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Quiz about Ramen  Beyond the College Dorm
Quiz about Ramen  Beyond the College Dorm

Ramen - Beyond the College Dorm Quiz


Instant ramen is a worldwide phenomenon, yet if you take the time to sit down and smell the broth at a Japanese ramen restaurant, you'll find a whole new world of amazing flavor coming your way.

A photo quiz by trident. Estimated time: 3 mins.
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Author
trident
Time
3 mins
Type
Photo Quiz
Quiz #
416,695
Updated
Jun 09 24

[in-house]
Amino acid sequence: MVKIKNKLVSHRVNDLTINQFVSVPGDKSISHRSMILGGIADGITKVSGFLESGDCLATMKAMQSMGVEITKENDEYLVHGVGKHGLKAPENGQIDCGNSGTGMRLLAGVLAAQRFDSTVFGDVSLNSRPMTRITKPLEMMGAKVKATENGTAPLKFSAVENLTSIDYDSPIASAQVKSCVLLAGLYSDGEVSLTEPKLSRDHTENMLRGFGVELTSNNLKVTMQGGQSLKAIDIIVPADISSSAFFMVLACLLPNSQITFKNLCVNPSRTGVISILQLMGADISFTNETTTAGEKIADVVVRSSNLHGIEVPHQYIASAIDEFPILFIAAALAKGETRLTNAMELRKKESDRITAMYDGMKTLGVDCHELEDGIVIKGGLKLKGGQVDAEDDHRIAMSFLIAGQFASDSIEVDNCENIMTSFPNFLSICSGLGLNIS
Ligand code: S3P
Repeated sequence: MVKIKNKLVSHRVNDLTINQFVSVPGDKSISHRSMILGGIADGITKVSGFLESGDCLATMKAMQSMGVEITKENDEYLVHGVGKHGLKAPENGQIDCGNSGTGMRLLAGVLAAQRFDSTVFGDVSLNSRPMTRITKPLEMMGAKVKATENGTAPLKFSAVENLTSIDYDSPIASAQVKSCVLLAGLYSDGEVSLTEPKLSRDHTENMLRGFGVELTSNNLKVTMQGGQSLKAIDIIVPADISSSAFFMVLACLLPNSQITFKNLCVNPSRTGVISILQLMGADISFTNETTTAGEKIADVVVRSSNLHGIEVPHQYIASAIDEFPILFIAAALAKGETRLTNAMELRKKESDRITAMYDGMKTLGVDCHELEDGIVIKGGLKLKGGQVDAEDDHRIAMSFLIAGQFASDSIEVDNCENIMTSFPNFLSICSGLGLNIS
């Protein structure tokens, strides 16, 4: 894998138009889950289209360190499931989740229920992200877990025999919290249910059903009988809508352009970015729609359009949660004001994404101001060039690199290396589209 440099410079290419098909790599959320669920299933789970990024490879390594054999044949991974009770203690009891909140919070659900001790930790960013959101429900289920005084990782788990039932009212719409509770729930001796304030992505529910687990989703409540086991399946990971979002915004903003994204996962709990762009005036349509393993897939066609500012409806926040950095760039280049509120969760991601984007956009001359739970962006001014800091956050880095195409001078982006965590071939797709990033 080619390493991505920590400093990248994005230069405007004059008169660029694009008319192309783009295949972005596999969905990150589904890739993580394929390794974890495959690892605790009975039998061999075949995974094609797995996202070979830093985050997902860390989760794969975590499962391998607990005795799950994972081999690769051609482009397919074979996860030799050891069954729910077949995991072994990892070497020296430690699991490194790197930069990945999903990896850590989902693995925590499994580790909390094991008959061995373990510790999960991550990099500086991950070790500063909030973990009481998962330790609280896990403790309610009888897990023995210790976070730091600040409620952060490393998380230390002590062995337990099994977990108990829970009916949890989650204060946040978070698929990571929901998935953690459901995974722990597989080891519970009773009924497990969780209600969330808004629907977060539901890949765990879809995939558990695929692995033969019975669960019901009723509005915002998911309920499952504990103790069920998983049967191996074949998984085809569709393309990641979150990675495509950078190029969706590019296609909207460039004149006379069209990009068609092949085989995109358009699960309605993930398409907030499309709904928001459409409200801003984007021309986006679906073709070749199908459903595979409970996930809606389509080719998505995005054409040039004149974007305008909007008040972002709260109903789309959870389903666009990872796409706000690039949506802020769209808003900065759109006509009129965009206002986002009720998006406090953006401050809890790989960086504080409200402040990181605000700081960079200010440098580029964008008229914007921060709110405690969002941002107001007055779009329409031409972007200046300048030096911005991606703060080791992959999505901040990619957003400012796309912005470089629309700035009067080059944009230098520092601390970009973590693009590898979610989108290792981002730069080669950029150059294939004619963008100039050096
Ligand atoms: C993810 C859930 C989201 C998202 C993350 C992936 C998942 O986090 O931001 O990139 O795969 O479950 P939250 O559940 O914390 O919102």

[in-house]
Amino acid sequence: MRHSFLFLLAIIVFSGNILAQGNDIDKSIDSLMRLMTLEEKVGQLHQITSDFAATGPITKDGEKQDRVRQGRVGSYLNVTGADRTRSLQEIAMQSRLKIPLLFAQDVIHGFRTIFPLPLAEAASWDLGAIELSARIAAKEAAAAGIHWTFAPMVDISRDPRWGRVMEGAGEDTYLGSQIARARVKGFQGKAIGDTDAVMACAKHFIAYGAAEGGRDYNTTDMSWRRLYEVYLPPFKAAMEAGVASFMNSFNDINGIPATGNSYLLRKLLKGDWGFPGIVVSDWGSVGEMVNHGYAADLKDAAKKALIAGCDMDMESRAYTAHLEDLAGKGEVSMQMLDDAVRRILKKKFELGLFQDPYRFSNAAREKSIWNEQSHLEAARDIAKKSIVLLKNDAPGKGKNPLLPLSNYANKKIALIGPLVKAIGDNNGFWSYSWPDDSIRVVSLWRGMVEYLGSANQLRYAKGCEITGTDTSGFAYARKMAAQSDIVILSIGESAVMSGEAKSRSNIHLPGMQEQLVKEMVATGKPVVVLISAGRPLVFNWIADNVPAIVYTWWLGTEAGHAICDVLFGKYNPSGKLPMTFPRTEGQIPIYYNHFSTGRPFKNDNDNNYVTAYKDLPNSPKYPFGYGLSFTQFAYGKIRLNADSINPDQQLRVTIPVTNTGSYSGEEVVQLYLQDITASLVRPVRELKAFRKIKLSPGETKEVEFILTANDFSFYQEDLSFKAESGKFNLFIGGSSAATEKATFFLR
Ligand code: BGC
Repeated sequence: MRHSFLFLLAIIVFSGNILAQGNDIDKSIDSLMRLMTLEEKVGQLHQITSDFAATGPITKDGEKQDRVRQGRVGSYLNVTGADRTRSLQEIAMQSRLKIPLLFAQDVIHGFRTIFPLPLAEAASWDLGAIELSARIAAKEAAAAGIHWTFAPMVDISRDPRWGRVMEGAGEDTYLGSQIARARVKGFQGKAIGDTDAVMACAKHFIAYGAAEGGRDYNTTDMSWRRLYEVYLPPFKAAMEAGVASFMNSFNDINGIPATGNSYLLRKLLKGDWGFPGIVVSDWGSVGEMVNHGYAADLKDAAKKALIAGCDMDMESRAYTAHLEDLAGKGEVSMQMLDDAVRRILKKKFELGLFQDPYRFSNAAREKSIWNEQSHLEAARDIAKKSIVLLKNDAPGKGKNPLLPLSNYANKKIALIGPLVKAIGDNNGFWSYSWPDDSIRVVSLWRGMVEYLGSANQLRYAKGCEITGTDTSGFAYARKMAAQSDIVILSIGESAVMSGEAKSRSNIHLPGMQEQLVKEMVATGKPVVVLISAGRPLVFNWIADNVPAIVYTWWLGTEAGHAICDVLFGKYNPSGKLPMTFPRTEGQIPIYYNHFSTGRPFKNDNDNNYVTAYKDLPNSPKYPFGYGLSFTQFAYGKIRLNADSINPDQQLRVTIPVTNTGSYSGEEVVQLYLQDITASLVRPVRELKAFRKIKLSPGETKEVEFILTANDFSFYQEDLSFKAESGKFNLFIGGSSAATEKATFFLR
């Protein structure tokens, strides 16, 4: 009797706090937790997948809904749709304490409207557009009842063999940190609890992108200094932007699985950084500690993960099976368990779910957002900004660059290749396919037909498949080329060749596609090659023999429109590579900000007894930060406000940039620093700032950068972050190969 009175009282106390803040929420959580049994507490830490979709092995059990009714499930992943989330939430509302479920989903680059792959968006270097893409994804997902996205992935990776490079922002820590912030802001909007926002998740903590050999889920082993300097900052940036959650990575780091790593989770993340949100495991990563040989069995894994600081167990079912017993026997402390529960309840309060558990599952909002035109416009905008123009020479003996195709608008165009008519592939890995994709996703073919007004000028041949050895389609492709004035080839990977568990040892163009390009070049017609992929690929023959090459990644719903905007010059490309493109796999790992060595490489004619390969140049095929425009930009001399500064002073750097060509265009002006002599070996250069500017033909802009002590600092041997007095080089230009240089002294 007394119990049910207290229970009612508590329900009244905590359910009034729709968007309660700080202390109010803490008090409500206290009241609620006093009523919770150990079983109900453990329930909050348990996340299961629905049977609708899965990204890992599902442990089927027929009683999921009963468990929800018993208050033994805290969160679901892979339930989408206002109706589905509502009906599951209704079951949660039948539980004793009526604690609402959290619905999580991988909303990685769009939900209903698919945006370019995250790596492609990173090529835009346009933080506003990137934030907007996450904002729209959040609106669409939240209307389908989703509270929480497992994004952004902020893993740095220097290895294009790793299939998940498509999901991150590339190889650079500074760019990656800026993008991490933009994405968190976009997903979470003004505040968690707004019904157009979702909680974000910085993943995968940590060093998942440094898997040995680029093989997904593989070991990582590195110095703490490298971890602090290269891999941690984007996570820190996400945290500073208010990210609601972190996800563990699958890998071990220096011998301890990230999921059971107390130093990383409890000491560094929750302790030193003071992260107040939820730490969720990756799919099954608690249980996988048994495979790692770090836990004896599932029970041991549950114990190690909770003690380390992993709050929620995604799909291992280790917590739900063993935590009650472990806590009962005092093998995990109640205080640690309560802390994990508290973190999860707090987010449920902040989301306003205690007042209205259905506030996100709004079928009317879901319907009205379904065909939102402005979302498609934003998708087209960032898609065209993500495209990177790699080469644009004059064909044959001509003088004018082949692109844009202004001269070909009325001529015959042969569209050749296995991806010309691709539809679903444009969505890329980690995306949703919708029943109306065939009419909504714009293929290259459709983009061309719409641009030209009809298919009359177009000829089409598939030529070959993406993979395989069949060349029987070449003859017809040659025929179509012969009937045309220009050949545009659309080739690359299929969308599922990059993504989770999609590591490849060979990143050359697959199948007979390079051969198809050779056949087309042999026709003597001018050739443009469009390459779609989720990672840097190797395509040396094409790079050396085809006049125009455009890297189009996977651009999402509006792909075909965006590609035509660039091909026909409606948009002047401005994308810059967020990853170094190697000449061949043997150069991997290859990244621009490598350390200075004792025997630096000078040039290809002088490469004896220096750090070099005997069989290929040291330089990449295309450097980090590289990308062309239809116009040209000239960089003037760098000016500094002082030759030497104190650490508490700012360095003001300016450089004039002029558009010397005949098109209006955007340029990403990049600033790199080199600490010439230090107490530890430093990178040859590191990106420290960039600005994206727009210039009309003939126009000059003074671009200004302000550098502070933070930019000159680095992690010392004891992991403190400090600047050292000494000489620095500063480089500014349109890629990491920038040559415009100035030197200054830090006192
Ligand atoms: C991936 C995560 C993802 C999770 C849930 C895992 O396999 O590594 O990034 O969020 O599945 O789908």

# Qns
10
Difficulty
Average
Avg Score
8 / 10
Plays
74
Last 3 plays: ozzz2002 (8/10), cinnam0n (8/10), RedHook13 (9/10).
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Question 1 of 10
1. Ramen is a traditional Japanese dish that finds it roots in the Chinese noodle dishes of the early 20th century. Immigrants that lived in the Chinatown of which Japanese port city (located near Tokyo) helped popularize the dish?


Question 2 of 10
2. Shoyu ramen can be found in many Japanese ramen restaurants. Which of these popular broth enhancers ("tare") is included to make the clear, dark broth? Hint


Question 3 of 10
3. Many Japanese restaurants will give you the option to add "chashu" to your ramen. What kind of meat is chashu typically made from? Hint


Question 4 of 10
4. The broth for this version of ramen is made specifically from pork bones, giving it a cloudy, brownish color. What kind of ramen broth is it?